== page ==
No, the image above is not a mistake. It’s actually a screenshot from Hotel Blind, a game which puts you in a VR headset and takes your sight away. What’s the point in that?
Simple: to let you experience what it’s like to be blind. That’s why indie developer Serellan added both Oculus Rift and HTC Vive support to its blindness simulator earlier this month. Inspired by a real life story, Hotel Blind is a brief experience in which you use positional audio to find your way around a hotel room, completing tasks like working on your laptop and making a phone call. It first released all the way back in April, but as the studio’s Christian Allen told me, VR kept cropping up in post-launch conversations.
“In addition to gamers, soon hardware folks were talking about it, and we found ourselves first with a HTC Vive dev kit, then an Oculus Rift kit, and soon an OSVR Kit, along with a Nvidia card to run it all!” Allen said over email. “So after all of that it seemed to make sense to bring Hotel Blind to VR, which we showcased at E3 this year. Seeing people actually experience Hotel Blind at the show convinced us that this was a worthwhile experience to bring to VR.”
So how does Hotel Blind work? You’re given a blank screen to work with alongside traditional game controls either on a pad, keyboard, or Vive’s wireless controllers. You’ll enter your hotel room and, when you hit a wall or object, a text prompt will inform you of what you’re touching, replacing the sensation of feeling something with your hands. Using your memory and 3D audio, you have to form an image of the layout in your head to effectively navigate the room and check off your list of tasks.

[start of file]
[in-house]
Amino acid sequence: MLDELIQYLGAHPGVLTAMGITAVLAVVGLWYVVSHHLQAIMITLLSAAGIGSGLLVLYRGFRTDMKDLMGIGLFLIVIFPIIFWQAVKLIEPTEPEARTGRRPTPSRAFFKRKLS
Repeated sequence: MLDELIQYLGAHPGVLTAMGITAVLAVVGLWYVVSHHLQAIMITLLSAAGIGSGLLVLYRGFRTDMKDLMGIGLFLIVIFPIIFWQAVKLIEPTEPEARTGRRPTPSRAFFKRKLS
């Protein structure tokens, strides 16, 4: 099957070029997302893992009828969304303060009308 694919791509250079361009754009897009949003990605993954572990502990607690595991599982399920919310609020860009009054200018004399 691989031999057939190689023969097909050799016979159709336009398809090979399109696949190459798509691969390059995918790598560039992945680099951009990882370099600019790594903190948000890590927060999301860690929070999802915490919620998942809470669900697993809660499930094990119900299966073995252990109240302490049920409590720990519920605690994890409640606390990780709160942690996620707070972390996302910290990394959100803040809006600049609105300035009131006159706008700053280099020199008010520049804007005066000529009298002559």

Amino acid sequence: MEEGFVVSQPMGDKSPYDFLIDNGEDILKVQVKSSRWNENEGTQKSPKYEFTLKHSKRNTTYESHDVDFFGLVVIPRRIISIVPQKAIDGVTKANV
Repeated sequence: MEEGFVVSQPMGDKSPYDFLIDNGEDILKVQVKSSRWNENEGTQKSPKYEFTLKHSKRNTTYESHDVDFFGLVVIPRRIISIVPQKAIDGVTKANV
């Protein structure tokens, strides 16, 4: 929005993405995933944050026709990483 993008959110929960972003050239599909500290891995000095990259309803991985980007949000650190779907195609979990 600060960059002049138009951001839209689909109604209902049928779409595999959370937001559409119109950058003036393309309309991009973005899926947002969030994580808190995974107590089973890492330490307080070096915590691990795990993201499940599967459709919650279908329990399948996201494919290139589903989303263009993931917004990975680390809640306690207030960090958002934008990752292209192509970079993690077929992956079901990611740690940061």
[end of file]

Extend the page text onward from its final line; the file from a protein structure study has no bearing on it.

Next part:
“One of the interesting elements that VR brings to the table over the traditional PC version that we originally launched, is that players can’t simply write down a paper map,” Allen explained, suggesting the experience is actually harder within VR. Levels are also randomly generated so that you can’t simply memorize one layout and shoot through it.
While realistic, in concept it sounds pretty frustrating for players. That’s reflected in the game’s largely negative Steam user reviews, which Allen actually says “is kind of the point”. In fact, Ryan Knighton, the blind man behind the story that inspired the game (which you can listen to here) has given it his own seal of approval according to Allen, validating the struggle it depicts.
Sadly, Hotel Blind doesn’t support room scale tracking, and it strikes me as an experience that really suits it. A patch adding the feature might come if the game’s sales take off, Allen revealed, and he’d be excited to try and implement it. With some haptic feedback to indicate when you’re touching a surface or object, it could also be the perfect experience for position-tracked controllers like Oculus Touch.
Hotel Blind costs $1.99. For those interested in the subject, we’d also recommended checking out the touching Notes On Blindness, which has its own methods of depicting a life without sight.